“We’ve urged all sides in the conflict repeatedly … including the Saudis, to take proactive measures to minimize harm to civilians. We have discussed reports of the alleged use of cluster munitions with the Saudis.”
Goose said a US Defense Department official has already said the US is aware that Saudi Arabia has used cluster munitions, so there is no real need for the State Department to confirm or deny.
“Cluster munitions should not be used by anyone, anywhere, at any time due to the foreseeable harm to civilians,” Goose added.
He also said the States Parties to the Convention on Cluster Munitions are meeting for the first Five-Year Review Conference of the convention next month and are expected to condemn Saudi use and call for a halt.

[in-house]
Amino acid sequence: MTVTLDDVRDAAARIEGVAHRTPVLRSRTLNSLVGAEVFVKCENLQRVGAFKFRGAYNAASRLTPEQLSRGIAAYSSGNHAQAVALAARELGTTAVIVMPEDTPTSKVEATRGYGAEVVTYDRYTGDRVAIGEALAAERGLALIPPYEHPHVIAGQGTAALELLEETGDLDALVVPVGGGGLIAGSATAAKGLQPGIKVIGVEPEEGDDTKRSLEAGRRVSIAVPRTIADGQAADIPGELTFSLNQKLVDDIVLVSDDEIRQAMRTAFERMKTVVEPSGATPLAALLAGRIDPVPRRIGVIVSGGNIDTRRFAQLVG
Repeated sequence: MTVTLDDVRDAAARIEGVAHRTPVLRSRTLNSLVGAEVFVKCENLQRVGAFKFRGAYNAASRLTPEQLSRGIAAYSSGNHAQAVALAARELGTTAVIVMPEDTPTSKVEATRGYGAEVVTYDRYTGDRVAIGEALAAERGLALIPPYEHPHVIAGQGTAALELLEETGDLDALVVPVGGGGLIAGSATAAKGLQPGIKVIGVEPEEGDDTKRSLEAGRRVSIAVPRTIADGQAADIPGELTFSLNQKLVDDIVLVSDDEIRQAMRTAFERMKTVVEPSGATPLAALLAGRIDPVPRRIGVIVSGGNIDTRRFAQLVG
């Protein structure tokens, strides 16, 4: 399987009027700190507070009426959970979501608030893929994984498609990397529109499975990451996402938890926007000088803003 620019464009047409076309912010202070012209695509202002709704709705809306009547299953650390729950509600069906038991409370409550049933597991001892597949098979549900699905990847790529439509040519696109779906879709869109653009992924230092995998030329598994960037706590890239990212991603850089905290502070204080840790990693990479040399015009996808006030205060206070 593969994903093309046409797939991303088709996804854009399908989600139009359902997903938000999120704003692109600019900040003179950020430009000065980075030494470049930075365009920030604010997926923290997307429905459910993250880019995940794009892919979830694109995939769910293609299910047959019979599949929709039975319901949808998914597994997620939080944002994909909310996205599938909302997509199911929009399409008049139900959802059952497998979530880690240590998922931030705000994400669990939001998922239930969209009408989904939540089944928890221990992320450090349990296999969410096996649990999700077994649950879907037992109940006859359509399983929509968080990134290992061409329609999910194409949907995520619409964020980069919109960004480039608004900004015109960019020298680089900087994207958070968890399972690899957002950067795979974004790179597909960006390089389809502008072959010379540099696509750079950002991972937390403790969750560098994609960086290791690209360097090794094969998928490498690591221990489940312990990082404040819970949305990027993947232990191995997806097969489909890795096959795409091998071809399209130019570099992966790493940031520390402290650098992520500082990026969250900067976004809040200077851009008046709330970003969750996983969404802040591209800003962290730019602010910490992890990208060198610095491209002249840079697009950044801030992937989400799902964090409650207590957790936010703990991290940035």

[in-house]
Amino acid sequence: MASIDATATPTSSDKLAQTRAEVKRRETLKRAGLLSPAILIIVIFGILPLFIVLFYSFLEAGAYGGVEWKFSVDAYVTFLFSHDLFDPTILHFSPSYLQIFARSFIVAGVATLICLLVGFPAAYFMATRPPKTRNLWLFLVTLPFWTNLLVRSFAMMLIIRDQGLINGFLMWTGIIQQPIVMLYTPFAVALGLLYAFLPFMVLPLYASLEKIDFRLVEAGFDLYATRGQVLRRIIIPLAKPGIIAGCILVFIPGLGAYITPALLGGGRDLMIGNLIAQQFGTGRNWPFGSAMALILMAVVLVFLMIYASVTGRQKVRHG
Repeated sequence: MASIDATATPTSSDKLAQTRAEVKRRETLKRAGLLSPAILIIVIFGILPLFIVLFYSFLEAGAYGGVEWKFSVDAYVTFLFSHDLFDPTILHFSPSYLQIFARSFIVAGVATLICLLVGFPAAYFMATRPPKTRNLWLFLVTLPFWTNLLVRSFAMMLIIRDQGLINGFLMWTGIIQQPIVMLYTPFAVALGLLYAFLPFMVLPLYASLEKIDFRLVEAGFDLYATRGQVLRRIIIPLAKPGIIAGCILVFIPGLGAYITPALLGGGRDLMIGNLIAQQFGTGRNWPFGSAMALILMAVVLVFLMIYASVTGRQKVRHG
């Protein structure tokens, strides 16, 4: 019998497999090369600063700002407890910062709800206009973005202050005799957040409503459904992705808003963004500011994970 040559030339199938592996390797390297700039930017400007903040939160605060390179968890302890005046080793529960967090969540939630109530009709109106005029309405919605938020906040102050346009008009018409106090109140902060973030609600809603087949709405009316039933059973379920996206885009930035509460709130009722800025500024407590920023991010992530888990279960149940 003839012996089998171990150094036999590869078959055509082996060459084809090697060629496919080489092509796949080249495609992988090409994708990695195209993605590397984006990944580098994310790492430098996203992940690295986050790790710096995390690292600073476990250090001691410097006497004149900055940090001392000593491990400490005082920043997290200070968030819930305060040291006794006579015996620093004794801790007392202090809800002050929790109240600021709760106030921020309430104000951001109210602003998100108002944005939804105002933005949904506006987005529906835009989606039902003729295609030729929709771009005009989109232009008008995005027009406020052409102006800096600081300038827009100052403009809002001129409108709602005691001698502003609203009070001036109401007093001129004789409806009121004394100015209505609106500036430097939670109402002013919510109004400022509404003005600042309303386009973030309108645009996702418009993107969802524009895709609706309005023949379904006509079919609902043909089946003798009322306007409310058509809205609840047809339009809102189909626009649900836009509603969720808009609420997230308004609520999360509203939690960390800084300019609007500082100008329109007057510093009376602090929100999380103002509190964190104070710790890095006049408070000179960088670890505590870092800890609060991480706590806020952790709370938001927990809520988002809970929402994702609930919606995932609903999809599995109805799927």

Cluster bombs have also been reportedly used in South Sudan, Ukraine and by a non-state actor, the Islamic State militant group which has captured large swathes of territory in Syria and Iraq to establish a so-called “caliphate.”

 Anti-Bomb Convention
The Convention on Cluster Munitions, adopted in 2008, entered into force in 2010. A total of 117 states have joined the convention, with 93 state parties who have signed and ratified the treaty.
The convention, which bans cluster munitions, requires destruction of stockpiles, clearance of areas contaminated by cluster munition remnants and assistance to victims.
Human Rights Watch, a founding member of the international Cluster Munition Coalition, the civil society campaign behind the convention and publisher of Cluster Munition Monitor 2014 report, said last May that banned cluster munitions have wounded civilians, including a child, in attacks in northern Yemen.